Elizabeth Tower fell silent on Saturday night. A team from the Palace of Westminster Clockmakers climbed the tower to physically move the clock’s hands from Greenwich Mean Time to British Summer Time.
Besides the clock at the Elizabeth Tower, the team of clockmakers still had 2,000 clocks dotted around the Palace of Westminster and other parliamentary buildings to change in readiness for British Summer Time.
Elizabeth Tower is situated at the north end of the Palace of Westminster and was completed in 1858. The tower was renamed the Elizabeth Tower, to commemorate the Diamond Jubilee of Queen Elizabeth II. Previously it was referred to as the ‘Clock Tower’. One of the most prominent tourist attractions in the United Kingdom, Big Ben attracts millions of visitors each year and in 2008 a survey of 2,000 people found that the tower was the most popular landmark in the United Kingdom.
At 9:48pm on Saturday night, the shining light that comes from the clock was switched off as the clockmakers got to work at moving the clocks hands forward. The hands were moved forward to midnight, and the team of workers set the clock running again at 11pm (which was now 12am). The clockmakers then watched Big Ben run for two hours, without its famous bongs, checking it was in time to the exact second.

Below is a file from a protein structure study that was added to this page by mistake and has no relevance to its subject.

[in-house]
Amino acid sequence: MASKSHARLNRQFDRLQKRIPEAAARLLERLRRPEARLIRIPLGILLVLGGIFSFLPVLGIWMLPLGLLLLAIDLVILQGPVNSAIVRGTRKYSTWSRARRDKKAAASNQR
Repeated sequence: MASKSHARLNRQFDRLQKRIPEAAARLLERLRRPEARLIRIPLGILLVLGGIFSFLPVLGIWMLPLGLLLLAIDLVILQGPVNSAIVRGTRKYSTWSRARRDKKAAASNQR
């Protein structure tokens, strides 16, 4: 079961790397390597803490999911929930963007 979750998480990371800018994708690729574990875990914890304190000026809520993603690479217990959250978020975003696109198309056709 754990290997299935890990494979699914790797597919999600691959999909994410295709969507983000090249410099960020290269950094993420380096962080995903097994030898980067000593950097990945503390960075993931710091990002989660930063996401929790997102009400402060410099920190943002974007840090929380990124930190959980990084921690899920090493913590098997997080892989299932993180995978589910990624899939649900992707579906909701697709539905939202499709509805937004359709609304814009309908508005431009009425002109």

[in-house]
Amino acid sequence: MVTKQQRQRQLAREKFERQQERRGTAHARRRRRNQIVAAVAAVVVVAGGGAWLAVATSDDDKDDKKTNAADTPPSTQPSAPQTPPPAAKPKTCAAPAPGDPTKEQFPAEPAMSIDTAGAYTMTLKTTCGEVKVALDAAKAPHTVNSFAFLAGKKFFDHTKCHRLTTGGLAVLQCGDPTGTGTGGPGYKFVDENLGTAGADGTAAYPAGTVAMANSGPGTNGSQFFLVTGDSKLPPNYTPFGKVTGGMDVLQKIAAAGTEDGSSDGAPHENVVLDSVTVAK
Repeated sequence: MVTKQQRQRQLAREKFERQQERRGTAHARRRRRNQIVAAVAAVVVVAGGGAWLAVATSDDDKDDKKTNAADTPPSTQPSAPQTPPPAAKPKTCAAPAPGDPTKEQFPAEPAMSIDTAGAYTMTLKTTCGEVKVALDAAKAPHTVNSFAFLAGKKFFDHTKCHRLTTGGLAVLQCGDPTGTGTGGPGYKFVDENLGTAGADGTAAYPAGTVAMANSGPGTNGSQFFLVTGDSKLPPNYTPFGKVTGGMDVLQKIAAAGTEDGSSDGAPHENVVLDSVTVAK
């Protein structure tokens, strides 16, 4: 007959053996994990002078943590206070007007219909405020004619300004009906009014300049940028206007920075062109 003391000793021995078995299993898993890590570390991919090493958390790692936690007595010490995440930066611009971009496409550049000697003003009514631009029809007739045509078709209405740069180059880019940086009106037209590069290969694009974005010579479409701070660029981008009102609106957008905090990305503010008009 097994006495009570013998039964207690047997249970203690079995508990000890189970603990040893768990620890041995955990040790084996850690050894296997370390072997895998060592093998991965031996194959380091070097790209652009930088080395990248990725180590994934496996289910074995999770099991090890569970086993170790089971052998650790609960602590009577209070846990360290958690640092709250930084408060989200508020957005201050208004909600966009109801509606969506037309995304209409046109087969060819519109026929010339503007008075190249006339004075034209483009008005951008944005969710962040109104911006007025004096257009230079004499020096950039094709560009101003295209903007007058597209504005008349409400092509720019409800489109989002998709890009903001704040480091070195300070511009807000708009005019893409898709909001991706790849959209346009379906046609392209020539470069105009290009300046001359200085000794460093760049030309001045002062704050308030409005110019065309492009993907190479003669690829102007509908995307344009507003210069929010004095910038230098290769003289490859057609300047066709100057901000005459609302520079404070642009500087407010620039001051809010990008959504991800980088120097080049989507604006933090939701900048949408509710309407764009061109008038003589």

For two years during the First World War from 1916, the bells of Big Ben were silenced, and the shining face darkened so as to prevent attacks from German zeppelins.
The same practice was applied during the Second World War. From the 1st September 1939 although the bells still chimed, the clock face was darkened at night to prevent guiding pilots of the Luftwaffe during their intense Blitz on London.
Thankfully in 2015 the shining light began shining again, and the bells began chiming again soon after they stopped as Big Ben resumed normal service at 2am (1am GMT).
London had its bongs back!
photo credit: Paul Falardeau